People of the Spirit, worshiping Jesus in all places, at all times

These days, denominations and churches are dividing over whether or not groups are denying the Gospel or ignoring the Cross, or refusing to acknowledge God’s grace. Some church groups (the Evangelical Presbyterian Church, the North American Lutheran Church and my own fellowship, the Anglican Church of North America) have  formed as their previous affiliations have made moves that are understood to be denials of Christian orthodoxy, particularly the good news about Jesus. The response, primarily from the reformed world (The Gospel Coalition and Together for the Gospel being some examples of this), has been particularly militant.

I take denying the Gospel very seriously. I was confirmed in the Anglican Church of North America. Their commitment to the good news was one of the big draws. They’re on a mission to plant 1000 churches over five years period.  It’s a stand that I fully support. It’s a mission that I’m committed to. But in our determination to stand for the Gospel, I fear we’ve made the Gospel or the Cross the Third Person of the Trinity instead of the Holy Spirit.

Our preaching has been to emphasize the love of God the Father, to send the Son, Jesus, and we are drawn in by the Gospel, we’re comforted by the Cross and reminded of everything Jesus taught us by God’s grace. We’ve allowed the work and attributes of God and the good news about Jesus to displace the Holy Sprit in the way we preach and teach. Friends, we cannot do this. The Gospel is good news because the work of the Holy Spirit brings it to us, assures us of what Jesus has done, and comforts us with the love of the Father. Stand for the Gospel. Be passionate about the good news about Jesus. Never forget or compromise this message that comes from the very heart of God, but never forget that it is the work of God – Father, Son and Holy Spirit – that makes the Gospel good news.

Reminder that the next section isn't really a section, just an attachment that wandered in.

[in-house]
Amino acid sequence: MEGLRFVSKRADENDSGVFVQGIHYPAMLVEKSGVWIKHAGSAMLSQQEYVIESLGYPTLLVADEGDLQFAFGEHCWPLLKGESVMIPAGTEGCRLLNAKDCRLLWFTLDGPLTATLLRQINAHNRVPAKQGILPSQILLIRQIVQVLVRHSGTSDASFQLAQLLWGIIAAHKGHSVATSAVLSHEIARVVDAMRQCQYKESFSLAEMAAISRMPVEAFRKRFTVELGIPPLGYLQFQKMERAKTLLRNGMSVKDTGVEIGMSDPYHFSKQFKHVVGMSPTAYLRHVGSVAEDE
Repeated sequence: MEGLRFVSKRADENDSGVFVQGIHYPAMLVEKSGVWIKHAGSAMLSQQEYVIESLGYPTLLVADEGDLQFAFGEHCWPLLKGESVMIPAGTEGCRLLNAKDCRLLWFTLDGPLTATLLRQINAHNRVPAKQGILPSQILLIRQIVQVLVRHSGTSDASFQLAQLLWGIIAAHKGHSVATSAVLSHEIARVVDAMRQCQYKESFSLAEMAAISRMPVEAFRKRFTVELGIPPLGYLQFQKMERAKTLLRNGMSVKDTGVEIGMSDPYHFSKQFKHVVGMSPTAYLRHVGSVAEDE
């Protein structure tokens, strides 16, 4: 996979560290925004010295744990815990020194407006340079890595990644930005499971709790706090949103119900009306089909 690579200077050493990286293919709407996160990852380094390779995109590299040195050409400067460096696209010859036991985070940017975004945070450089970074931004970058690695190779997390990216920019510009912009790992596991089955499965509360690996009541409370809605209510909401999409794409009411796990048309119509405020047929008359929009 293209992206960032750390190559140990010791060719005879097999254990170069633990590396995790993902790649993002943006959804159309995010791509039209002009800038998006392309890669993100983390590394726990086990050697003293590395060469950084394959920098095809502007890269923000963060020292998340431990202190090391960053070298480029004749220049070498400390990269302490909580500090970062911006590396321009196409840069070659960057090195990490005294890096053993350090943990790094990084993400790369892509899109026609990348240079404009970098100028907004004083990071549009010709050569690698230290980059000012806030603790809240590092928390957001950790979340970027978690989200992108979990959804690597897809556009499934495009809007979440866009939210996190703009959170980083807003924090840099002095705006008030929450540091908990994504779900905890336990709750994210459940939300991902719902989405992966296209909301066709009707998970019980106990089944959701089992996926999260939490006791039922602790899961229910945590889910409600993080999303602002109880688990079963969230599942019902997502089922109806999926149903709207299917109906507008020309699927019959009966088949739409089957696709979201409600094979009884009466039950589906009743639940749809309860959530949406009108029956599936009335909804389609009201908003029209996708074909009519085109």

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Comments on: "Don’t Miss the Spirit for _______" (1)

  1. I agree wholeheartedly. I heard somebody talk about how reformed people and other modern Bible literalists for practical purposes seem to worship the Bible, even to the exclusion of God as a personal, real being.

    I like to tell people that you could have a perfect Autographa, be one hundred percent certain of its Truth, and it’s still no use to you without the Holy Spirit to guide and teach you. Or as Paul said, you can have all sorts of talents and gifts and knowledge, but if you don’t have love . . .

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